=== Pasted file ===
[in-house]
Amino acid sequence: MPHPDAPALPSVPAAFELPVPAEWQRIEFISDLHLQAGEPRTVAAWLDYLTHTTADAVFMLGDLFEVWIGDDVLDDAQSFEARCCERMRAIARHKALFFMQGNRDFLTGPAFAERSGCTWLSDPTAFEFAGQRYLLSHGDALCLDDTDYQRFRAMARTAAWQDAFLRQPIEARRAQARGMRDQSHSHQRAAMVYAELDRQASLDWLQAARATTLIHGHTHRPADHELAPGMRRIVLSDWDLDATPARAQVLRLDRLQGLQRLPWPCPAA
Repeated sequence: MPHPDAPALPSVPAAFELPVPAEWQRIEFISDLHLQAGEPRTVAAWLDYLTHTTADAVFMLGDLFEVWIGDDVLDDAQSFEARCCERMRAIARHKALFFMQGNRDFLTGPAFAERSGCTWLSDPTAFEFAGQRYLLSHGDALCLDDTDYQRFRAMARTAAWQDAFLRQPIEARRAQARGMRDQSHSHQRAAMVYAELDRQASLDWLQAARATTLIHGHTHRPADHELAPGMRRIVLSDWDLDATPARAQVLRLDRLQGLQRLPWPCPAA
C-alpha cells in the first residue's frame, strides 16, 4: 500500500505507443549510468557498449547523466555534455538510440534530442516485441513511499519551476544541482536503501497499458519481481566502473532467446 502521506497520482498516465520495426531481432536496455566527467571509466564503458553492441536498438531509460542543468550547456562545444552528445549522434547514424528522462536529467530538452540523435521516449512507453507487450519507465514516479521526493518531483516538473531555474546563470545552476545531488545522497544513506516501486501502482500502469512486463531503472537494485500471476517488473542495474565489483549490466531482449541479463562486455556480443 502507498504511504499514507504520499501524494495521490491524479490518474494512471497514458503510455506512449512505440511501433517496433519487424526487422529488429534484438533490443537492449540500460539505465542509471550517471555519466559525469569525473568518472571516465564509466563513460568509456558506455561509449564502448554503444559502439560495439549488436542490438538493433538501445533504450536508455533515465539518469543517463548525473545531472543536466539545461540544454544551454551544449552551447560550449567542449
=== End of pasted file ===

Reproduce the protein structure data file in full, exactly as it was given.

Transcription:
[in-house]
Amino acid sequence: MPHPDAPALPSVPAAFELPVPAEWQRIEFISDLHLQAGEPRTVAAWLDYLTHTTADAVFMLGDLFEVWIGDDVLDDAQSFEARCCERMRAIARHKALFFMQGNRDFLTGPAFAERSGCTWLSDPTAFEFAGQRYLLSHGDALCLDDTDYQRFRAMARTAAWQDAFLRQPIEARRAQARGMRDQSHSHQRAAMVYAELDRQASLDWLQAARATTLIHGHTHRPADHELAPGMRRIVLSDWDLDATPARAQVLRLDRLQGLQRLPWPCPAA
Repeated sequence: MPHPDAPALPSVPAAFELPVPAEWQRIEFISDLHLQAGEPRTVAAWLDYLTHTTADAVFMLGDLFEVWIGDDVLDDAQSFEARCCERMRAIARHKALFFMQGNRDFLTGPAFAERSGCTWLSDPTAFEFAGQRYLLSHGDALCLDDTDYQRFRAMARTAAWQDAFLRQPIEARRAQARGMRDQSHSHQRAAMVYAELDRQASLDWLQAARATTLIHGHTHRPADHELAPGMRRIVLSDWDLDATPARAQVLRLDRLQGLQRLPWPCPAA
C-alpha cells in the first residue's frame, strides 16, 4: 500500500505507443549510468557498449547523466555534455538510440534530442516485441513511499519551476544541482536503501497499458519481481566502473532467446 502521506497520482498516465520495426531481432536496455566527467571509466564503458553492441536498438531509460542543468550547456562545444552528445549522434547514424528522462536529467530538452540523435521516449512507453507487450519507465514516479521526493518531483516538473531555474546563470545552476545531488545522497544513506516501486501502482500502469512486463531503472537494485500471476517488473542495474565489483549490466531482449541479463562486455556480443 502507498504511504499514507504520499501524494495521490491524479490518474494512471497514458503510455506512449512505440511501433517496433519487424526487422529488429534484438533490443537492449540500460539505465542509471550517471555519466559525469569525473568518472571516465564509466563513460568509456558506455561509449564502448554503444559502439560495439549488436542490438538493433538501445533504450536508455533515465539518469543517463548525473545531472543536466539545461540544454544551454551544449552551447560550449567542449